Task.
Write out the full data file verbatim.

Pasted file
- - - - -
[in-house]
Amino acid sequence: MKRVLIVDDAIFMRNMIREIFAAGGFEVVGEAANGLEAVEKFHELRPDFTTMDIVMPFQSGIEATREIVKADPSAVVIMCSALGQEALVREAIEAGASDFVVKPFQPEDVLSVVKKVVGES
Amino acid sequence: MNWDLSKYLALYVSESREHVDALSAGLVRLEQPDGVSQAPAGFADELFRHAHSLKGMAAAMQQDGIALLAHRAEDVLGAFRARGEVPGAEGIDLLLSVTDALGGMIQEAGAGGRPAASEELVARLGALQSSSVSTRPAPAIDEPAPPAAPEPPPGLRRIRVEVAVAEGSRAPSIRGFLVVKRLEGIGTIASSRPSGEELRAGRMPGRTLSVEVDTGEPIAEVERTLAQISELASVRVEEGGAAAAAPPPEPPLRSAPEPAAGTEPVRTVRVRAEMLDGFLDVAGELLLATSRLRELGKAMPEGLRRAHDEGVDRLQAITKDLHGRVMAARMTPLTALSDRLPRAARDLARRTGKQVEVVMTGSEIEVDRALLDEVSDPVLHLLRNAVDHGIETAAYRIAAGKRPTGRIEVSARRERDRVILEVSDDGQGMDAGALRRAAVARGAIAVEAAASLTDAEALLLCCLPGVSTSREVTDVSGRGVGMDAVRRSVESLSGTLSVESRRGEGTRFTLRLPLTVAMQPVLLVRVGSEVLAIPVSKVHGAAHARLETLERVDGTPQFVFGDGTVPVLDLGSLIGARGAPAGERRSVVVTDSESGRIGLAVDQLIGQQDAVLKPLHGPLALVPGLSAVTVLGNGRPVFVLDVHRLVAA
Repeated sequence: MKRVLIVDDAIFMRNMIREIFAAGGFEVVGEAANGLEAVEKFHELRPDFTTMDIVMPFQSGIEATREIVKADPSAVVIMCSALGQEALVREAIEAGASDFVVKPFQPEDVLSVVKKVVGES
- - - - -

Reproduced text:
[in-house]
Amino acid sequence: MKRVLIVDDAIFMRNMIREIFAAGGFEVVGEAANGLEAVEKFHELRPDFTTMDIVMPFQSGIEATREIVKADPSAVVIMCSALGQEALVREAIEAGASDFVVKPFQPEDVLSVVKKVVGES
Amino acid sequence: MNWDLSKYLALYVSESREHVDALSAGLVRLEQPDGVSQAPAGFADELFRHAHSLKGMAAAMQQDGIALLAHRAEDVLGAFRARGEVPGAEGIDLLLSVTDALGGMIQEAGAGGRPAASEELVARLGALQSSSVSTRPAPAIDEPAPPAAPEPPPGLRRIRVEVAVAEGSRAPSIRGFLVVKRLEGIGTIASSRPSGEELRAGRMPGRTLSVEVDTGEPIAEVERTLAQISELASVRVEEGGAAAAAPPPEPPLRSAPEPAAGTEPVRTVRVRAEMLDGFLDVAGELLLATSRLRELGKAMPEGLRRAHDEGVDRLQAITKDLHGRVMAARMTPLTALSDRLPRAARDLARRTGKQVEVVMTGSEIEVDRALLDEVSDPVLHLLRNAVDHGIETAAYRIAAGKRPTGRIEVSARRERDRVILEVSDDGQGMDAGALRRAAVARGAIAVEAAASLTDAEALLLCCLPGVSTSREVTDVSGRGVGMDAVRRSVESLSGTLSVESRRGEGTRFTLRLPLTVAMQPVLLVRVGSEVLAIPVSKVHGAAHARLETLERVDGTPQFVFGDGTVPVLDLGSLIGARGAPAGERRSVVVTDSESGRIGLAVDQLIGQQDAVLKPLHGPLALVPGLSAVTVLGNGRPVFVLDVHRLVAA
Repeated sequence: MKRVLIVDDAIFMRNMIREIFAAGGFEVVGEAANGLEAVEKFHELRPDFTTMDIVMPFQSGIEATREIVKADPSAVVIMCSALGQEALVREAIEAGASDFVVKPFQPEDVLSVVKKVVGES